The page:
Addicted people tend to neglect self-care. They may be severely malnourished, lacking in important vitamins and minerals that provide energy and keep the body functioning at its best. Digestive issues, weakened immune systems, gut dysbiosis and non-bacterial inflammation are common. An article in the NewScientist (March 2015) states that "what goes on in our gut may have profound effects on what goes on in our mind".
Nutrition plays an important role in early recovery by strengthening the immune system, rebuilding a proper chemical balance and restoring energy and mental alertness. Proper nutrition can also minimize cravings, promote a better attitude and improve overall wellbeing. Most importantly though, the human gut has been increasingly recognized as "our second brain" by producing neurotransmitters and neuropeptides which have an important influence on mental health and behaviour. Restoring the healthy bacteria in the intestinal system and getting rid of the damaging ones is an important goal in recovery. However, be gentle with yourself and make gradual changes if you are working through early recovery. Replacing negative behaviors with positive ones takes time. This is why nutritional counselling is so important in addiction treatment for alcohol, drugs or other substances. Education about gut health and nutrition will be provided in a good treatment center and dietary recommendations will be reflected in the offered food choices.
First and foremost though, there are steps one can take right away. Every small change in diet will be a turn for the better:
- Regulate your intake of sugar and avoid sugary soda, candy, pastries and rich desserts. People in recovery often become addicted to sugar, and cravings for sugar feel much like cravings for alcohol. Too much sugar can also lead to erratic blood sugar spikes and crashes.
- Sugar – so scientific recommendations – should be cut from any diet if possible, it creates the perfect growing conditions for bacteria as well as contributing to metabolic issues such as high blood pressure and the risk of stroke. Some scientist even relate sugar intake to the growth of some cancer cells.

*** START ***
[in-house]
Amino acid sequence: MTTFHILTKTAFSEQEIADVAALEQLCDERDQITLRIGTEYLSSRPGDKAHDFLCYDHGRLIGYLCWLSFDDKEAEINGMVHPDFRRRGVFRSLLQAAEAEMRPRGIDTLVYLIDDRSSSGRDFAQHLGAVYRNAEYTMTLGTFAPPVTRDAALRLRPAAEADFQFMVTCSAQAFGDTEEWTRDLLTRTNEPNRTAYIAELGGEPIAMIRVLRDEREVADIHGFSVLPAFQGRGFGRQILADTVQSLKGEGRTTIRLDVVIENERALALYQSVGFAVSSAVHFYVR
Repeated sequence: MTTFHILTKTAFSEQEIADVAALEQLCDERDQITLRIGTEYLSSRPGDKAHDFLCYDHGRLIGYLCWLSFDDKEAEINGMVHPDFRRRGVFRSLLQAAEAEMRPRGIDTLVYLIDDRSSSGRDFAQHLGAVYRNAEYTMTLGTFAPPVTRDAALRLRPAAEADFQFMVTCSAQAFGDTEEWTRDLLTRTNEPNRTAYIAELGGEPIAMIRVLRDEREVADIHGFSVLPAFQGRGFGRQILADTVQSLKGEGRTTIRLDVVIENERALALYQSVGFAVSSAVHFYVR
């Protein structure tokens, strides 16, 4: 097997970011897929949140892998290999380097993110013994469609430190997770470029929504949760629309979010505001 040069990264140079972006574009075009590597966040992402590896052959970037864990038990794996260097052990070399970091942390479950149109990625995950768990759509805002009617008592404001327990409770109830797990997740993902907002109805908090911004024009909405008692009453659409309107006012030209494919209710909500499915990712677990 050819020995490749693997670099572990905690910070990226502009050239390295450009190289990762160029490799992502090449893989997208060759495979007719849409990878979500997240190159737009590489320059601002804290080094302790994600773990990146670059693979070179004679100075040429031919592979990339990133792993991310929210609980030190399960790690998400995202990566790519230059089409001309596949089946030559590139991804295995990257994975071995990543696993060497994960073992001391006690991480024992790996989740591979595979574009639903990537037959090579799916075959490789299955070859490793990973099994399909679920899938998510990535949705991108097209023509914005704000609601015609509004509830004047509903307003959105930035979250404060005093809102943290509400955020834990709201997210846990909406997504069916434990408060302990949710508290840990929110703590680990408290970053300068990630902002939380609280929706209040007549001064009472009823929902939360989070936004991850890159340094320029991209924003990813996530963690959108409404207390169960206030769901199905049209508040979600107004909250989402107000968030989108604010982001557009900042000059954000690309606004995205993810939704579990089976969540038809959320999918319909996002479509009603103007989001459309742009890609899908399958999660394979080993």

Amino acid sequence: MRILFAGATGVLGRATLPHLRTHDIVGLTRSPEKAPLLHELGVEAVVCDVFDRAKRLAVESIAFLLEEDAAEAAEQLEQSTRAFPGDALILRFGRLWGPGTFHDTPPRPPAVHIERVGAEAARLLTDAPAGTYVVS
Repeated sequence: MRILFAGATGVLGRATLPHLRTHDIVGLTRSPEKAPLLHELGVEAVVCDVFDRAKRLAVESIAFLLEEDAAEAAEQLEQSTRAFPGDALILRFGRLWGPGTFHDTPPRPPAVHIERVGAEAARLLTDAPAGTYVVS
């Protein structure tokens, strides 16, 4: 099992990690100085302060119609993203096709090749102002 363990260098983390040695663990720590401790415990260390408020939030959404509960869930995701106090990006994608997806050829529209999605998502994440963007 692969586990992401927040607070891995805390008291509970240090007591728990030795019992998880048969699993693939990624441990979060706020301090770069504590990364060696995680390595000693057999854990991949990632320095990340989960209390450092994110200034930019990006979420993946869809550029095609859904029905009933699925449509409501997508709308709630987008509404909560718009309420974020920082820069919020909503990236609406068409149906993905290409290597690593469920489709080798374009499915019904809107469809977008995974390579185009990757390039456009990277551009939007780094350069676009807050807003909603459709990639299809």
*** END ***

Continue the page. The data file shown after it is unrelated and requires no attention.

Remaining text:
- Replace sugar, high-fructose corn syrup and other simple carbs with complex carbohydrates that are absorbed into the body slowly, such as vegetables, beans, nuts and whole grains.
- Eat plenty of fresh fruits and fresh (or lightly cooked) vegetables, which are high in antioxidants that rebuild a compromised immune system.
- Use lots of fresh herbs such as parsley or rosemary, they contain a very high anti-oxidative capacity. “Super foods” like blueberries, Goji and Acai berries are said to achieve the same.
- Eliminate highly processed foods. Try to increase your intake of whole foods that are as close to their natural state as possible.
- Don’t skip meals and always eat a breakfast that includes proteins and carbohydrates. Proteins are powerful building blocks that nurture the recovering brain and healthy carbohydrates provide energy and help avoid “energy-dips” and the urge to snack or consume sugary “uplifters”.
- Eat light, healthy, protein-rich snacks between meals to regulate blood sugar and maintain your energy level. For example, snack on a boiled egg, a handful of nuts, pumpkin seeds, trail mix or Greek yogurt.
- Some scientists and nutritionists recommend to go completely vegan and to avoid any animal based food (Vitamin B 12 substitution recommended in this case).
- Avoid fried foods, ice cream, margarine, commercially baked pastries and other artery-clogging hydrogenated and saturated fats. Incorporate healthy fats such as olive oil, nuts, flax seeds, avocados, walnuts and cold water fish such as trout or salmon.
- Take nutritional supplements, ideally based on targeted laboratory tests in order to replenish the body to the ideal cell composition.
- Review prescription medication of any kind with your physician in order to determine the effect on gut-health and nutrient-uptake (for instance acid-blockers like Omeprazol can block the uptake of Vitamin B 12 and lower the barrier for “bad” bacteria entering the intestinal system).